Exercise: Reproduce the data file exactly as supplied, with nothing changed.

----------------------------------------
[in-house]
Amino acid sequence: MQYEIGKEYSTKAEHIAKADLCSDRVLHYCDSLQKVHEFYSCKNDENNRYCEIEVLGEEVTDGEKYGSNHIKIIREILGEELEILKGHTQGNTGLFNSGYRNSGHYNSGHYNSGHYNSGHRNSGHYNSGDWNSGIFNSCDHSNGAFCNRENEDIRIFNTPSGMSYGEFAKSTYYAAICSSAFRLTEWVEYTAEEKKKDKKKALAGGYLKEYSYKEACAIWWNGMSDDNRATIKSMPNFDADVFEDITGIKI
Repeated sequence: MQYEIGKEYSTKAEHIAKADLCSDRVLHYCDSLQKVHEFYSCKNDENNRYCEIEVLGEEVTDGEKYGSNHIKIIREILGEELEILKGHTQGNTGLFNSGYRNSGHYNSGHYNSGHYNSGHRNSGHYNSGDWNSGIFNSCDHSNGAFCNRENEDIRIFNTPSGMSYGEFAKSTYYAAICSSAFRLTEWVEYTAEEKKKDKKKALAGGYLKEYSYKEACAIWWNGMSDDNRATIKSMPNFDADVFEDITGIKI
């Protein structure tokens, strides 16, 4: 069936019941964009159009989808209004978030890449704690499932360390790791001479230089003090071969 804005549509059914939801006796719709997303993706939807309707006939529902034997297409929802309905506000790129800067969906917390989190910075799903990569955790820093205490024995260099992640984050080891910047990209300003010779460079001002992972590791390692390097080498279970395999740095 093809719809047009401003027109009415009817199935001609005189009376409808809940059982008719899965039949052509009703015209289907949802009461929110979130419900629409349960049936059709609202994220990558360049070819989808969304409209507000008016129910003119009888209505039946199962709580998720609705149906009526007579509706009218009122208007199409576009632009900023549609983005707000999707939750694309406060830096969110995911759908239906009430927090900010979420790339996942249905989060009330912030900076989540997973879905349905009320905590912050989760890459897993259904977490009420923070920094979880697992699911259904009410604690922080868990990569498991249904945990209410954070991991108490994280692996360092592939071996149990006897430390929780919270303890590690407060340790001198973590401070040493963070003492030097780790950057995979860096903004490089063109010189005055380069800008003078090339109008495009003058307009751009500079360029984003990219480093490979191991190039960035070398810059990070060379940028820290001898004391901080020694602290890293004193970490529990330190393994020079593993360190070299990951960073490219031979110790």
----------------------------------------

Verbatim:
[in-house]
Amino acid sequence: MQYEIGKEYSTKAEHIAKADLCSDRVLHYCDSLQKVHEFYSCKNDENNRYCEIEVLGEEVTDGEKYGSNHIKIIREILGEELEILKGHTQGNTGLFNSGYRNSGHYNSGHYNSGHYNSGHRNSGHYNSGDWNSGIFNSCDHSNGAFCNRENEDIRIFNTPSGMSYGEFAKSTYYAAICSSAFRLTEWVEYTAEEKKKDKKKALAGGYLKEYSYKEACAIWWNGMSDDNRATIKSMPNFDADVFEDITGIKI
Repeated sequence: MQYEIGKEYSTKAEHIAKADLCSDRVLHYCDSLQKVHEFYSCKNDENNRYCEIEVLGEEVTDGEKYGSNHIKIIREILGEELEILKGHTQGNTGLFNSGYRNSGHYNSGHYNSGHYNSGHRNSGHYNSGDWNSGIFNSCDHSNGAFCNRENEDIRIFNTPSGMSYGEFAKSTYYAAICSSAFRLTEWVEYTAEEKKKDKKKALAGGYLKEYSYKEACAIWWNGMSDDNRATIKSMPNFDADVFEDITGIKI
């Protein structure tokens, strides 16, 4: 069936019941964009159009989808209004978030890449704690499932360390790791001479230089003090071969 804005549509059914939801006796719709997303993706939807309707006939529902034997297409929802309905506000790129800067969906917390989190910075799903990569955790820093205490024995260099992640984050080891910047990209300003010779460079001002992972590791390692390097080498279970395999740095 093809719809047009401003027109009415009817199935001609005189009376409808809940059982008719899965039949052509009703015209289907949802009461929110979130419900629409349960049936059709609202994220990558360049070819989808969304409209507000008016129910003119009888209505039946199962709580998720609705149906009526007579509706009218009122208007199409576009632009900023549609983005707000999707939750694309406060830096969110995911759908239906009430927090900010979420790339996942249905989060009330912030900076989540997973879905349905009320905590912050989760890459897993259904977490009420923070920094979880697992699911259904009410604690922080868990990569498991249904945990209410954070991991108490994280692996360092592939071996149990006897430390929780919270303890590690407060340790001198973590401070040493963070003492030097780790950057995979860096903004490089063109010189005055380069800008003078090339109008495009003058307009751009500079360029984003990219480093490979191991190039960035070398810059990070060379940028820290001898004391901080020694602290890293004193970490529990330190393994020079593993360190070299990951960073490219031979110790």